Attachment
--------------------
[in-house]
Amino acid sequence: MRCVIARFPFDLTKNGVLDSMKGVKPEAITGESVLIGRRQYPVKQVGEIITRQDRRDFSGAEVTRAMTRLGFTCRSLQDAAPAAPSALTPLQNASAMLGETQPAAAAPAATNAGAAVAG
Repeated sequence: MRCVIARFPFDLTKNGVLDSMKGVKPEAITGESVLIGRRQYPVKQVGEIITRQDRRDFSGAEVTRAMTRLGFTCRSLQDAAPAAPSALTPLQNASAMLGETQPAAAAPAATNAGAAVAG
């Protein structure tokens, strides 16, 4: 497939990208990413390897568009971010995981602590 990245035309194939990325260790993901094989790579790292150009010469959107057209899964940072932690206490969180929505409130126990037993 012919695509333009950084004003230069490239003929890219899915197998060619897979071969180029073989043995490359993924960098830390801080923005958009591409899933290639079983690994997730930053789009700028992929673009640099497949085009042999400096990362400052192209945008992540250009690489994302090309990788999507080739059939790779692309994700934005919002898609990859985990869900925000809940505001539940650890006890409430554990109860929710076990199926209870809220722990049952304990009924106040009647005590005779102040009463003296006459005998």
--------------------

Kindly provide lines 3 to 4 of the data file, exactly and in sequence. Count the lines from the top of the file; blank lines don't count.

Repeated sequence: MRCVIARFPFDLTKNGVLDSMKGVKPEAITGESVLIGRRQYPVKQVGEIITRQDRRDFSGAEVTRAMTRLGFTCRSLQDAAPAAPSALTPLQNASAMLGETQPAAAAPAATNAGAAVAG
């Protein structure tokens, strides 16, 4: 497939990208990413390897568009971010995981602590 990245035309194939990325260790993901094989790579790292150009010469959107057209899964940072932690206490969180929505409130126990037993 012919695509333009950084004003230069490239003929890219899915197998060619897979071969180029073989043995490359993924960098830390801080923005958009591409899933290639079983690994997730930053789009700028992929673009640099497949085009042999400096990362400052192209945008992540250009690489994302090309990788999507080739059939790779692309994700934005919002898609990859985990869900925000809940505001539940650890006890409430554990109860929710076990199926209870809220722990049952304990009924106040009647005590005779102040009463003296006459005998």